Understanding Allergy Issues in Dogs
We generally consider allergies to be a human affliction. Unfortunately, dogs often develop them too, with symptoms usually emerging somewhere between six months and two years of age. If your pup appears to frequently scratch itself or has developed a rash, here's what you should understand about dog allergies.
What Your Dog Might Be Allergic To
Your dog may be having a reaction to:
- The proteins from insects, like fleas (exposure to flea saliva is one of the most common allergic reactions in dogs)
- Plants and pollen
- Mold spores
- Other animals' skin cells
- Dust mites
A dog who scratches frequently may remove patches of hair or develop a bacterial infection.
Types of Dog Allergies
Dogs generally come into contact with allergens in the following ways:
- Inhaling them
- Having skin contact with them
- Consuming them
The reaction may be immediate, resulting in anaphylaxis, or it can be delayed. Your pet may have a skin reaction - called allergic dermatitis - or a respiratory response, called allergic bronchitis. Just as with humans, certain seasonal allergens may trigger reactions in your dog.
Symptoms of an Allergic Reaction
Based on the type of allergic response, symptoms may include:
- Itching and scratching (either general or local)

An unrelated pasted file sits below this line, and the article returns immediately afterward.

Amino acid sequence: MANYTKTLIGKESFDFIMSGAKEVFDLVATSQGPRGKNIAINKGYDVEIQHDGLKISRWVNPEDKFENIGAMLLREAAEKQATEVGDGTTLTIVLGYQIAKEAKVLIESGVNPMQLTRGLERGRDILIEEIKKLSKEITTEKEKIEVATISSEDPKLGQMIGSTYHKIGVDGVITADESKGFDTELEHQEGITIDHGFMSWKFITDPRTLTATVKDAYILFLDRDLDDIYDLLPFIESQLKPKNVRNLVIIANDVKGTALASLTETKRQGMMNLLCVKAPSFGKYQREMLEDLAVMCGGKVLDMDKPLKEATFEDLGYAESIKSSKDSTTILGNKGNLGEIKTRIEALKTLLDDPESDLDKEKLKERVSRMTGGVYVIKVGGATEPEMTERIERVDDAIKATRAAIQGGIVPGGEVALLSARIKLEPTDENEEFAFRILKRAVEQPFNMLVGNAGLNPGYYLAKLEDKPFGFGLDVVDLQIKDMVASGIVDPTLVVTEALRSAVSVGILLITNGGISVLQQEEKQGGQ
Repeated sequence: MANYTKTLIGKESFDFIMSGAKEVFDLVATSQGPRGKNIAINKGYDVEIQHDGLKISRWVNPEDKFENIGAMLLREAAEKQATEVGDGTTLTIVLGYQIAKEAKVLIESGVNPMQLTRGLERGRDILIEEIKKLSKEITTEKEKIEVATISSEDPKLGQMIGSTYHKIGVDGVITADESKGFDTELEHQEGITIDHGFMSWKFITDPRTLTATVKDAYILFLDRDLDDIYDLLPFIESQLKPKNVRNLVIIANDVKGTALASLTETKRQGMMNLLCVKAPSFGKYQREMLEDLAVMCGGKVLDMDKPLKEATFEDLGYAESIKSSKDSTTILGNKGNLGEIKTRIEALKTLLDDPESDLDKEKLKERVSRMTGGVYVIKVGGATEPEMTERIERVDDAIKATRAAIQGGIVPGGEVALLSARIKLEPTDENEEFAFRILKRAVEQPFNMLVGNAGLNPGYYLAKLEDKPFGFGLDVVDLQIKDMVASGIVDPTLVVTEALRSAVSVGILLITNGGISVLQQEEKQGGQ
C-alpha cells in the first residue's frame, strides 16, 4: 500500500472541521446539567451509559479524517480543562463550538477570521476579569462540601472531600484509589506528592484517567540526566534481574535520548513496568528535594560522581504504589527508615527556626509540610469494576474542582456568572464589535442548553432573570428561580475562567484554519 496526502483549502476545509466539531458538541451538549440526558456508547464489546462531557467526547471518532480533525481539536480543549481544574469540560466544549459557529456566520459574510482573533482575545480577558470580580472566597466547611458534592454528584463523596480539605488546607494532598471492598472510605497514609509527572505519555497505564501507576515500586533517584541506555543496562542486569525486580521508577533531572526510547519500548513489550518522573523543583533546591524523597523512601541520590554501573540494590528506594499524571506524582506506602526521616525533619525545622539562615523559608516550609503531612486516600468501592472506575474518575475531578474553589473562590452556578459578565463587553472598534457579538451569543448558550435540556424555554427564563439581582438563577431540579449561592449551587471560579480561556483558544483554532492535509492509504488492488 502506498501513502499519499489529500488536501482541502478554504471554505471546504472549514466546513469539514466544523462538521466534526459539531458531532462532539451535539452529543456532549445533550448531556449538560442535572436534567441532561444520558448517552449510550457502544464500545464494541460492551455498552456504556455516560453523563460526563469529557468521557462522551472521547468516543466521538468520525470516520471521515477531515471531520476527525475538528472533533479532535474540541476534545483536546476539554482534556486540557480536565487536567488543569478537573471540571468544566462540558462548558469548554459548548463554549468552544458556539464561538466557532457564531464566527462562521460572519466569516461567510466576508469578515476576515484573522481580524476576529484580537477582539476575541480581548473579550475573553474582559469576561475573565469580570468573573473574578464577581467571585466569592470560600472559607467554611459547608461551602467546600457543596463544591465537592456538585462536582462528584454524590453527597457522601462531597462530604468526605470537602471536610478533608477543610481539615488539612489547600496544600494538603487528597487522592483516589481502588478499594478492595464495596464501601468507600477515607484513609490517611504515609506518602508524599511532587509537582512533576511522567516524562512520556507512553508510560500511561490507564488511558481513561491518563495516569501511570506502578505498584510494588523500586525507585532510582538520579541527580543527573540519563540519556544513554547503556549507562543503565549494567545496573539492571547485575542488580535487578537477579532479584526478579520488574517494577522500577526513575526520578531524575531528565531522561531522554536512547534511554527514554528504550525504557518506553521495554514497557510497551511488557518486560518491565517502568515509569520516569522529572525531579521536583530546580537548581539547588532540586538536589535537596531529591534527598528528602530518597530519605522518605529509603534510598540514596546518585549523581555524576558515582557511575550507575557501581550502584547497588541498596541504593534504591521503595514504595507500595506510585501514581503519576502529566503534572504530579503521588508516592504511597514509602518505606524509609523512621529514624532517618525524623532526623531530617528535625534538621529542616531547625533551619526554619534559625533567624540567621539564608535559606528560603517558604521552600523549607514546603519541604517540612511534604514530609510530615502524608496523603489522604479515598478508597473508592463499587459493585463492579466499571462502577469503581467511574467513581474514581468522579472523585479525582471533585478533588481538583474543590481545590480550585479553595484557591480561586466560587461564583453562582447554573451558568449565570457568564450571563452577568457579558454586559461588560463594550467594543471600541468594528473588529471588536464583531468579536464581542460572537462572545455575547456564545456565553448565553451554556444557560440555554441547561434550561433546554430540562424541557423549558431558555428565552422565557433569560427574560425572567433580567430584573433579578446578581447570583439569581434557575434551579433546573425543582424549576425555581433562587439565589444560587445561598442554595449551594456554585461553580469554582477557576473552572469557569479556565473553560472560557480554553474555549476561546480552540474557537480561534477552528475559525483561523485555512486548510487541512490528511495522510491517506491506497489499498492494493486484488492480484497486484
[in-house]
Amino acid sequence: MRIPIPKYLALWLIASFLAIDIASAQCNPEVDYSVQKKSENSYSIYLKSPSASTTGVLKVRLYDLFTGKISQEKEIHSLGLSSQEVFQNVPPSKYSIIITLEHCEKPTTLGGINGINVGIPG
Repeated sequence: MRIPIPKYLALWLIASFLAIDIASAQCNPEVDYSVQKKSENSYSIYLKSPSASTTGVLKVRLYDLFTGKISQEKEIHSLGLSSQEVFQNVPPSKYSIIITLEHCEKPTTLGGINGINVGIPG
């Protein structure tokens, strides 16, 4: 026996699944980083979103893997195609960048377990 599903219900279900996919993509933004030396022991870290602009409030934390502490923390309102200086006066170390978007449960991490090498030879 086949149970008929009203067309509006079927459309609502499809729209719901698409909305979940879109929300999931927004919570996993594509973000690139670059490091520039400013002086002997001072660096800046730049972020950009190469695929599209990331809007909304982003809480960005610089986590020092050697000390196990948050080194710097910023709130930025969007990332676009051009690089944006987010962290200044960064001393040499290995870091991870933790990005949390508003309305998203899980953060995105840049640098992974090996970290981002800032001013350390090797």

- Coughing and sneezing
- Wheezing or difficulty breathing
- Nasal discharge or an increase in tearing (which can cause tear stains)
- Diarrhea and other digestive issues
- Patches of red or infected skin
- Increased shedding
- Licking its paws more frequently
- Waxy ears
- Recurring infections
Managing Allergies in Dogs
Should you notice one or more of the above symptoms, bring it to the attention of your veterinarian. Initially, your vet may direct you to an over-the-counter antihistamine so that your pet can have some relief. If your dog has been scratching, a soothing anti-itch spray or topical solution designed for dogs may also be recommended. Note that anti-itch products made for humans should not be used on dogs.
Other solutions may include:
- A prescription anti-inflammatory drug, like a corticosteroid or antihistamine
- Fatty acid supplementation
- Routine bathing with a gentle pet shampoo to remove potential allergens
- Allergy shots to desensitize your pet
- Removing foods that may be causing digestive distress
In addition, when it comes to bulldogs and other wrinkly breeds, clean their skin folds regularly with hypoallergenic wipes to remove allergens and sources of irritation.